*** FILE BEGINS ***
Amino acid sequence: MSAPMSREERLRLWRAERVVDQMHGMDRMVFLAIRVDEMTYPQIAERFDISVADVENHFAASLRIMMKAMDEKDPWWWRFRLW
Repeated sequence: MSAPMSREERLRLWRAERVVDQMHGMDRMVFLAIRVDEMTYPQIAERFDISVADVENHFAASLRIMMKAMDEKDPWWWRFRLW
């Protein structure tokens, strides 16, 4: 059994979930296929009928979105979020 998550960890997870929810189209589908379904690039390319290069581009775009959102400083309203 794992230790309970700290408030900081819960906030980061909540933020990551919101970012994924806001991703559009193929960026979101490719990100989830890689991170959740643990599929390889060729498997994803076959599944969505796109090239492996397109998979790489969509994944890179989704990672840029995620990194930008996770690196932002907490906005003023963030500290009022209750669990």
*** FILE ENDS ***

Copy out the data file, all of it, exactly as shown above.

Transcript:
Amino acid sequence: MSAPMSREERLRLWRAERVVDQMHGMDRMVFLAIRVDEMTYPQIAERFDISVADVENHFAASLRIMMKAMDEKDPWWWRFRLW
Repeated sequence: MSAPMSREERLRLWRAERVVDQMHGMDRMVFLAIRVDEMTYPQIAERFDISVADVENHFAASLRIMMKAMDEKDPWWWRFRLW
């Protein structure tokens, strides 16, 4: 059994979930296929009928979105979020 998550960890997870929810189209589908379904690039390319290069581009775009959102400083309203 794992230790309970700290408030900081819960906030980061909540933020990551919101970012994924806001991703559009193929960026979101490719990100989830890689991170959740643990599929390889060729498997994803076959599944969505796109090239492996397109998979790489969509994944890179989704990672840029995620990194930008996770690196932002907490906005003023963030500290009022209750669990």